1. How’s it going? Of course, if you took time out to let us know you wouldn’t be working on writing. Since it’s been a few days since your last update, we can hope that you are in a writing cave and pounding out those words at an amazingly fast rate.

    Good Luck!

    Renee

  2. good luck with the deadline.

    I have been meaning to come by and post this comment: I read Private Arrangements a few months ago and it was truly fabulous. I am off to get Delicious right now (hadn’t realized it was out). I read a huge amount of British/Regency romance novels throughout my teens and twenties, even when they weren’t very good. So I feel I can tell you with some authority that PA is at the very top. Congrats, and thank you!

  3. Sherry, I will be monitoring your progress with keen interest 🙂

    The writing process is absolutely fascinating to me. Are you plotting as you write, or do you have all of that sorted? Do you polish as you go along, or are you throwing it onto the screen, to come back to later?

    Are you still with the late Victorians, or have you shifted time and space?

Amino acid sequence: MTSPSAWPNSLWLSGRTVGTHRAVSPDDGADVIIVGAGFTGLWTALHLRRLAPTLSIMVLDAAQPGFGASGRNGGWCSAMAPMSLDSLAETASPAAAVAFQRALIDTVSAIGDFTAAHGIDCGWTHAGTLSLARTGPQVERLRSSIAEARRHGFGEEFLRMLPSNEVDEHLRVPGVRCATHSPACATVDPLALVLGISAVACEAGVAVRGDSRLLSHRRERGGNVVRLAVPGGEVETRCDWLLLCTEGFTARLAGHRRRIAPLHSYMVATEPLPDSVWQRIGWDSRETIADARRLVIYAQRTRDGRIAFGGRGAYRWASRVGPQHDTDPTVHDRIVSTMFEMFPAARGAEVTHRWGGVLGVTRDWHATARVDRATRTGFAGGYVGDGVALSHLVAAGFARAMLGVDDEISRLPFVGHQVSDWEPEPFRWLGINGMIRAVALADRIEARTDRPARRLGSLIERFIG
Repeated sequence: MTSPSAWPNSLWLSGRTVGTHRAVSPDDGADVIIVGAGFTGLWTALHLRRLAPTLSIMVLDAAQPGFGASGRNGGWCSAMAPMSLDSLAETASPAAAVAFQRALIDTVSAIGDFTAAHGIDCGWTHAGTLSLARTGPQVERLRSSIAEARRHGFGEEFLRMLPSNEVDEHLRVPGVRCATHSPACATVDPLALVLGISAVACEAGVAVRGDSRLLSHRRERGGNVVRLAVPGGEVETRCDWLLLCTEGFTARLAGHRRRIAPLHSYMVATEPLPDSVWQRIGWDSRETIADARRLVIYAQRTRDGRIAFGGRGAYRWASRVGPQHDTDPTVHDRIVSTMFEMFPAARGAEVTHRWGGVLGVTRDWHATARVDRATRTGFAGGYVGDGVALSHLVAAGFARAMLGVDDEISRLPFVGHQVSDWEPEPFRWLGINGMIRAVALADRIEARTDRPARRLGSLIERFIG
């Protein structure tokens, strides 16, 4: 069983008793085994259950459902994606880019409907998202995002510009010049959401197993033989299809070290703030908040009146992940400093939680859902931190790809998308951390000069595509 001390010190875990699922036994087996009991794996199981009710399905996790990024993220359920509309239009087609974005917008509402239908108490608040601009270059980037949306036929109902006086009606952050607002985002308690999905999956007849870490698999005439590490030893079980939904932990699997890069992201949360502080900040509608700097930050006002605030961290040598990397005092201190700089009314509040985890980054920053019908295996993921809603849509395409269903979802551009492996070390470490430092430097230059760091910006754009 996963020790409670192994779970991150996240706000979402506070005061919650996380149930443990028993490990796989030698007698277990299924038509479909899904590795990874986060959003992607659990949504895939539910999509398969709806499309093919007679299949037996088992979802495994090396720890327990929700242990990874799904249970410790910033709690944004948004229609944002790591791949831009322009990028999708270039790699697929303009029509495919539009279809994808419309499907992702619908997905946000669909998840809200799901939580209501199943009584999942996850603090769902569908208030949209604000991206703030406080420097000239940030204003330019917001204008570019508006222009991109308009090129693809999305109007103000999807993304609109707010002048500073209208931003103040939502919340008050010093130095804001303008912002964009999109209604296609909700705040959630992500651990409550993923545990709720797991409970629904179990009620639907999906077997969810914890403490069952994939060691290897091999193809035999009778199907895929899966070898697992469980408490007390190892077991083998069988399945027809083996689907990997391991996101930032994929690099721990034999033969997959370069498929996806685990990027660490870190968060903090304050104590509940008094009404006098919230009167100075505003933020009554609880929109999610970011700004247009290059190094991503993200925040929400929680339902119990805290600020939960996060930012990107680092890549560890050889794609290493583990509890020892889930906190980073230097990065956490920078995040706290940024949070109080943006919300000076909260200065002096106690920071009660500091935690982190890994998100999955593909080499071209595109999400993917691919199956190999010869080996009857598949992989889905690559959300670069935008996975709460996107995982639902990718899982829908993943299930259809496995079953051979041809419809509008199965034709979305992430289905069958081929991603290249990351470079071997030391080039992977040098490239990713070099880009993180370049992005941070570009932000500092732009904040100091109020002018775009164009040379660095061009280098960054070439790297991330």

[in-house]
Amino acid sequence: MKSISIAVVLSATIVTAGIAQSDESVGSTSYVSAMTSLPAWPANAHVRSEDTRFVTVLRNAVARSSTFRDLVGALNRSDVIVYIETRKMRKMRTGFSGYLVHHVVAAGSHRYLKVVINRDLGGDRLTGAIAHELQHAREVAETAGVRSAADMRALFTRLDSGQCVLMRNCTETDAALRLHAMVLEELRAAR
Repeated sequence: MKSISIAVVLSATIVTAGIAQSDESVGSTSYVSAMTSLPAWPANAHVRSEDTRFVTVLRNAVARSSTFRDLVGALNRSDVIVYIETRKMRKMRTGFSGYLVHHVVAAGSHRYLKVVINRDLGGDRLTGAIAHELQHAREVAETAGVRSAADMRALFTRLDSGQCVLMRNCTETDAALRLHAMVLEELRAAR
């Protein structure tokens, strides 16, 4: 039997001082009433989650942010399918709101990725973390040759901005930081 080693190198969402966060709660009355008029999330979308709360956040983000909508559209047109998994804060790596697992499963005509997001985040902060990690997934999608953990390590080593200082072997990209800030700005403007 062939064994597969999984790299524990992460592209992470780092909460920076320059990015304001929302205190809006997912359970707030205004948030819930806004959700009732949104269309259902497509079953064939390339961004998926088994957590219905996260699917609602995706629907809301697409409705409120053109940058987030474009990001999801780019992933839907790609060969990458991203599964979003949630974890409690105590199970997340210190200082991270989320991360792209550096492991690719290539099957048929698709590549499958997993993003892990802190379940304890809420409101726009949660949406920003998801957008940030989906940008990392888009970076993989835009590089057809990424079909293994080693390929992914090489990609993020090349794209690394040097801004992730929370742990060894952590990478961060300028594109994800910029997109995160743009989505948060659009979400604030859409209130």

Sorry for the bombardment, feel free to ignore. Good luck!

  4. Renee,

    You comment puzzled me a bit, since the updates are there everyday, until I realized you must be on google reader. But I have been updating like a good girl. 🙂

    Kathleen,

    Thank you, thank you, thank you. And you are most welcome!

    ::runs off to giggle somewhere::

    Meriam,

    Ignore you? No way. But the answers will be brief since I just spent 3.5 solid hours talking about myself over at the PHADE. Am completely fed up of me and my process just now. 🙂

    I sort it out as I go, usually seeing no more than 3 scenes ahead. I used to polish as I go, but have temporarily given it up for speed, cuz there is no end to polishing. But should I ever get stuck, back I go, polishing. Because if I can’t go further, it means something I’ve already done isn’t right. Either I need to polish hard and dig really deep into the scenes and the characters, or I need to throw out stuff in a hurry.